“Latin music, is it really foreign to us Africans? I don’t think so. Listen to the drums, to the rhythm. It all seems very close to us — it feels like it’s our own culture,” declared singer Amara Touré.
It would’ve been hard to predict how veraciously the musical landscape would change as Cuban sailors made their way to West Africa in the early 40s. As Senegal began to go crazy for the Caribbean grooves of Son Montuno and Patchanga in the late 50s, there was one man who remained at the forefront of this new cultural fusion.
It took only ten songs for enigmatic Guinean percussionist/singer Amara Touré to become legendary. From 1968 onwards he became intertwined with the sound, bringing a breath of fresh air into Dakar’s nightlife with numerous touring bands. Fast forward to 1980 and Amara Touré’s success poured across the borders of Cameroon, where he went to team up with the powerful Orchestre Massako. Touré recorded an LP at that time which is hailed by many music aficionados as one of the very best African albums. Quite mysteriously, after the release of his LP in 1980, Touré disappeared. Apparently he was last seen in Cameroon but it is unknown if he is still alive today.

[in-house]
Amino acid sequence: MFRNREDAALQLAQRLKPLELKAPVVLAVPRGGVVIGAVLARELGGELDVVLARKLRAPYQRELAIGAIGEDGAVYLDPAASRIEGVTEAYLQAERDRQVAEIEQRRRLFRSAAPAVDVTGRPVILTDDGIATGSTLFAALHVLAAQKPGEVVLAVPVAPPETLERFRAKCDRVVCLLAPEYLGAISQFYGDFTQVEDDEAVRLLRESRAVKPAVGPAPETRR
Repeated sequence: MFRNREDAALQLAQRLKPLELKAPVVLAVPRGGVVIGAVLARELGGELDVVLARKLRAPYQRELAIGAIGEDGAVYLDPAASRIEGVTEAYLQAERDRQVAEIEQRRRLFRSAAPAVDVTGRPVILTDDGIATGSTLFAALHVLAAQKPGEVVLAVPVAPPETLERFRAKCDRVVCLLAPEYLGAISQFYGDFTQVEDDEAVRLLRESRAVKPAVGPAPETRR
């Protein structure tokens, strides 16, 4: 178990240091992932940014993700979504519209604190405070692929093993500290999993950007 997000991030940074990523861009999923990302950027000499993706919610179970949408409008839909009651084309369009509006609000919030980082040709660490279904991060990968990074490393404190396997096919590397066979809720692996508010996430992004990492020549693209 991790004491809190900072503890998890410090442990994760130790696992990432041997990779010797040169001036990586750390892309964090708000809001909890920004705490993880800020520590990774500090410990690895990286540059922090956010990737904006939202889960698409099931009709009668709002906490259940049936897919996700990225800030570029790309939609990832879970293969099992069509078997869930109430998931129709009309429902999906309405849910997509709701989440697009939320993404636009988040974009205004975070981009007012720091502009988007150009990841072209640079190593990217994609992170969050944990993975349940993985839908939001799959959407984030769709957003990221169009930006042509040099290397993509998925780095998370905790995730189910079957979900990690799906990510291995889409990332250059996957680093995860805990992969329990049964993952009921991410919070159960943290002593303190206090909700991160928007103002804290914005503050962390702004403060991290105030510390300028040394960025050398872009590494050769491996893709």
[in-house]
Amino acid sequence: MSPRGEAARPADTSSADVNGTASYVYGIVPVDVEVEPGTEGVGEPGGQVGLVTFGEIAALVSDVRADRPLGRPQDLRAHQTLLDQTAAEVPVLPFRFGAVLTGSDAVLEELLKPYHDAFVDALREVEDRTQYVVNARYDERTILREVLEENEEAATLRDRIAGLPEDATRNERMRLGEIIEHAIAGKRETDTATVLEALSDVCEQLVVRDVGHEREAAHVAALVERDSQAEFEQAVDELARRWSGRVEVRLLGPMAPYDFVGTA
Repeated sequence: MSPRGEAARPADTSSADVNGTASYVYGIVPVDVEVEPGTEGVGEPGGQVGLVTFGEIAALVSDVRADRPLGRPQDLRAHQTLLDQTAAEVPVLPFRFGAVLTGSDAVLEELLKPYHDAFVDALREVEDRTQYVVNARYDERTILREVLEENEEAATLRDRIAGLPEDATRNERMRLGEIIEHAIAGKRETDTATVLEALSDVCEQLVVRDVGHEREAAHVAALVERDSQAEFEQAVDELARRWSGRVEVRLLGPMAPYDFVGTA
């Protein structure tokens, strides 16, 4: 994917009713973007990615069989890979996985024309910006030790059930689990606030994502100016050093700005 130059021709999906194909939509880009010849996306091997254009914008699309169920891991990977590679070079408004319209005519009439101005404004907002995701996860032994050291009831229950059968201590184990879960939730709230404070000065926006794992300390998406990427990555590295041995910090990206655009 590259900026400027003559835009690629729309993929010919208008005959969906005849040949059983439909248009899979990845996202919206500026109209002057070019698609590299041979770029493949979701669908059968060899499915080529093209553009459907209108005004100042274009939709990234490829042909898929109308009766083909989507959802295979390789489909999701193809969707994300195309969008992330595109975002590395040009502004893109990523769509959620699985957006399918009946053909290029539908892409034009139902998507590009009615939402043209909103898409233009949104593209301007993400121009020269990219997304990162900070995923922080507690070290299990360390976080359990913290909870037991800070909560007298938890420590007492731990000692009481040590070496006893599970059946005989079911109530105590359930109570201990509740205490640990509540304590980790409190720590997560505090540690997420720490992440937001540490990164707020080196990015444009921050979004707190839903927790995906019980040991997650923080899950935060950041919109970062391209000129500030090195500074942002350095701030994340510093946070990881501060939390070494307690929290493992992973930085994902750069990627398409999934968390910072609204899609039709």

Frankfurt-based label Analog Africa is now uncovering his journey, releasing ten treasures that represent Touré ́s complete discography, carefully re-mastered from original session tapes and vinyl records. Today we’re streaming ‘Temedy’, a laid-back jazzy cut that places itself perfectly in those smokey, poorly lit West African juke joints, where dark rum was sipped and couples danced, swayed and melted together. His Mandingue roots fuse with the Senegalese sound that he had mastered — the perfect foundation for Touré’s Cuban interpretations.
Amara Touré’s ‘1973 – 1980’ is available on 2XLP gatefold vinyl, CD and digi right now on Analog Africa.